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“Gray Glacier”: Ethereum goes live with the latest upgrade platform 

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The “Gray Glacier” update, which took place on June 30 at block 15,050,000, had the sole purpose of altering the settings of the network’s difficulty bomb, delaying it by 700,000 blocks, or around 100 days.

Every day, Ethereum, the largest smart contract platform in the world, receives an upgraded platform recently released a brand-new significant upgrade.

About the new update

If you are using an Ethereum client that has not yet been updated to the most recent version, “your client will sync to the pre-fork blockchain whenever the upgrade occurs,” the Ethereum Foundation noted in a blog post earlier this month.

In other words, operators won’t be able to transmit transactions or conduct operations on the post-upgrade Ethereum network because non-updated clients are locked on an incompatible chain that adheres to the previous regulations.

Since the Gray Glacier update involves a network hard fork, node operators and miners must download the most recent version of their Ethereum clients in order to take advantage of the new rules that will be implemented to enhance the system.

Furthermore, just 65% of clients were completely prepared for the Gray Glacier update, according to statistics from Ethernodes, indicating that not all node operators and miners followed the advice.

The second-largest customer on the network, Erigon, was the only one to have all 164 of its clients updated.

Geth, the most used client on the network, was just 67 percent prepared, and as many as 448 users were still using out-of-date software. Besu and Nethermind both had 78 and 76 percent of their clients updated, respectively.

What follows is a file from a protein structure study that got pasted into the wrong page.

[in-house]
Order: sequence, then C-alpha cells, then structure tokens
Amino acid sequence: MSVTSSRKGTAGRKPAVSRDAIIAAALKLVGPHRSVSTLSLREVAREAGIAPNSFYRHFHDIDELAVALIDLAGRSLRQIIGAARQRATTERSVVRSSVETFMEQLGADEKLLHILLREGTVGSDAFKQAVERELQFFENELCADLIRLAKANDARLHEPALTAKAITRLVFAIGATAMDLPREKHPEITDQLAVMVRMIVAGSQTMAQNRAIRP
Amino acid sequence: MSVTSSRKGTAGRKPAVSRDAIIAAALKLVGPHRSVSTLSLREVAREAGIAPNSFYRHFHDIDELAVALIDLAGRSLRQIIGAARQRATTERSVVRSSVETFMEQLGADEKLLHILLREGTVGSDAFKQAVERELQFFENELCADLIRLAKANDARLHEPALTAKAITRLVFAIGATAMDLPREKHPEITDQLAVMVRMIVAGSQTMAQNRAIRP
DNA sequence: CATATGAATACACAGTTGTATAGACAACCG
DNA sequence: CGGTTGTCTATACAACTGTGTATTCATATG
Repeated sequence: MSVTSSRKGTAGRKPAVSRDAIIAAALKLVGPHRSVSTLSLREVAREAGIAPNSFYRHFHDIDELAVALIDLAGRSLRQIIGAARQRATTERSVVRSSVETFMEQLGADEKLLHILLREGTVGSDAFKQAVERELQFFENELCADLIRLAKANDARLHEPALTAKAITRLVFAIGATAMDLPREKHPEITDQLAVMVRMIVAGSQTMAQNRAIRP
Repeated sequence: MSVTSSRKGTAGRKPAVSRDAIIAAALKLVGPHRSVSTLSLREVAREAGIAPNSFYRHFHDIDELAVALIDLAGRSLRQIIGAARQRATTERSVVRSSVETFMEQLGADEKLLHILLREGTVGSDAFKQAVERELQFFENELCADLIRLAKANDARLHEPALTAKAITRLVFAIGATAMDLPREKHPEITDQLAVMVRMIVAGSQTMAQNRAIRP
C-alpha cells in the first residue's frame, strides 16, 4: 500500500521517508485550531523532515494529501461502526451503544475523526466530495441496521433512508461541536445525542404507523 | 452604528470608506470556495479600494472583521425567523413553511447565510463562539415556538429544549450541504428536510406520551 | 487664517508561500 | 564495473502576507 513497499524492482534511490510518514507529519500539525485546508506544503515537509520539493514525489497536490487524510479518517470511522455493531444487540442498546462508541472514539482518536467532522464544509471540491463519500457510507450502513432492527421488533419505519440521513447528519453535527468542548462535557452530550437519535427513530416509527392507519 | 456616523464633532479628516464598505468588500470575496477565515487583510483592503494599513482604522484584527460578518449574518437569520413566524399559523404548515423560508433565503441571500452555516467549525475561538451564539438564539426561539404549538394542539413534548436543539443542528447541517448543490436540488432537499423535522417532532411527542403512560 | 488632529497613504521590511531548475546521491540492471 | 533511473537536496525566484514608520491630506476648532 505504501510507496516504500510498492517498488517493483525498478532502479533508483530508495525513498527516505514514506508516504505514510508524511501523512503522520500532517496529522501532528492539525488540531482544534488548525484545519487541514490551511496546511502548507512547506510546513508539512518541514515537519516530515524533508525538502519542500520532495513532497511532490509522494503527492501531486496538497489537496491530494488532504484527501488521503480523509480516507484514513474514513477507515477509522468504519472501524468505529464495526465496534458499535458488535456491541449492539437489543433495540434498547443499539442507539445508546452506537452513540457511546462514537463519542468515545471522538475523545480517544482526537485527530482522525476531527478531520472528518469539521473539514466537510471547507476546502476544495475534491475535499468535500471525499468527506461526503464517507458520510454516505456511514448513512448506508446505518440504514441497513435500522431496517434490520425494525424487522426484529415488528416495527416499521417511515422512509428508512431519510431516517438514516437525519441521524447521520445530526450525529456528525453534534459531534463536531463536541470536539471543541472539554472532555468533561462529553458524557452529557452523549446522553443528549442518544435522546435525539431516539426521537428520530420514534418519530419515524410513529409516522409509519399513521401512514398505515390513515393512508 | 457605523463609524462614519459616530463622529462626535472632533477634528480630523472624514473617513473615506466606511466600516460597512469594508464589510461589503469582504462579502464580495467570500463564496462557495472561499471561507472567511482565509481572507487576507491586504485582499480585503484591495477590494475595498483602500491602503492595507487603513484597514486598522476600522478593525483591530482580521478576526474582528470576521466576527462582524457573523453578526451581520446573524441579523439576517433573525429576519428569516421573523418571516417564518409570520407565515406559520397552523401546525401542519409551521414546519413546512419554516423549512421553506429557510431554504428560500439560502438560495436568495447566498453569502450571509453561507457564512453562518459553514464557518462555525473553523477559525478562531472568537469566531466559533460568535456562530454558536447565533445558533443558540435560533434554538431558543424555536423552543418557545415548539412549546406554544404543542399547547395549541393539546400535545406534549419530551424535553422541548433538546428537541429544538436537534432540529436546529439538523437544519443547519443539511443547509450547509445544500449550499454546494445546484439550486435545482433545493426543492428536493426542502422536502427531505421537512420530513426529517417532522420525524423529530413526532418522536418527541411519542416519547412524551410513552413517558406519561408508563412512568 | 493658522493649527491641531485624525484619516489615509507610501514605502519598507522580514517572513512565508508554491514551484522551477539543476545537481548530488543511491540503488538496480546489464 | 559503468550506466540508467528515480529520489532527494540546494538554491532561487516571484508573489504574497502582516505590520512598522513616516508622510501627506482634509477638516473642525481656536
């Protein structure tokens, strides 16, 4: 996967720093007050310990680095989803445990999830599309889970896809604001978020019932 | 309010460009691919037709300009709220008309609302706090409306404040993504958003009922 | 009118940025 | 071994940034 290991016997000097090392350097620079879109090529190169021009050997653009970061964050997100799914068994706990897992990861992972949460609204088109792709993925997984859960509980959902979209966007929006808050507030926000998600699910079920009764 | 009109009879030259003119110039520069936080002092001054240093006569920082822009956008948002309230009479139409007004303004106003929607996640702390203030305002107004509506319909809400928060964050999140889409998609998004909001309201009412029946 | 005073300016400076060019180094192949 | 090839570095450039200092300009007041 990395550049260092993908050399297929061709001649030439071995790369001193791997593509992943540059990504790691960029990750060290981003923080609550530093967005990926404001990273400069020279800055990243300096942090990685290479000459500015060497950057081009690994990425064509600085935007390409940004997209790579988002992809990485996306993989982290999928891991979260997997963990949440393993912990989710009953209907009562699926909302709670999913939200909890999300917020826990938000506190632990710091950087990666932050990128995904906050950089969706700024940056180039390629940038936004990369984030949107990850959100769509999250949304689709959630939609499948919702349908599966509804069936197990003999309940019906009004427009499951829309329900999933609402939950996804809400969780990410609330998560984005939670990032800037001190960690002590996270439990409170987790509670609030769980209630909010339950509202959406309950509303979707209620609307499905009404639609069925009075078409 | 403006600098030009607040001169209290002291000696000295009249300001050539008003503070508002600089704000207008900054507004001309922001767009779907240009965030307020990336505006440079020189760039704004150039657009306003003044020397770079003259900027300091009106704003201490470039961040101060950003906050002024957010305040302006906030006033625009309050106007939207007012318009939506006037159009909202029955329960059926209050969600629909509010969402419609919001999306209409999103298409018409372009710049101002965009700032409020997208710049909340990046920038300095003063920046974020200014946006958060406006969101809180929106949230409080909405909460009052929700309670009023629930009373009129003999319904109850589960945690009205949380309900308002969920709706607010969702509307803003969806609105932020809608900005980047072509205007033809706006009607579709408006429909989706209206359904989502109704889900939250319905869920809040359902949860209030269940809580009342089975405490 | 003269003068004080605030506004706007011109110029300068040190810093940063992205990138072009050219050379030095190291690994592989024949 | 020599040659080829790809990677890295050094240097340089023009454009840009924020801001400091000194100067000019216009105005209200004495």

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Concerns in Ethereum

As the network switches from its current proof-of-work (PoW) algorithm to a proof-of-stake (PoS) consensus model, the difficulty bomb, which has been a part of Ethereum since day one, is a piece of code that exponentially increases the difficulty of mining Ethereum (ETH), the network’s native cryptocurrency.

Detonating the hard bomb would indicate that the real changeover, also known as The Merge, would be approaching soon.

The Merge’s implementation went live on Ethereum’s Ropsten testnet at the start of June, and according to Vitalik Buterin and other developers, the switchover may take place as early as August this year “if all goes according to plan.”

However, delaying the difficulty bomb for an additional 100 days makes it doubtful that the deadline will be reached; instead, the modified EIP-5133 proposal now suggests that the mechanism’s implementation should take place by mid-September.

Nancy J. Allen

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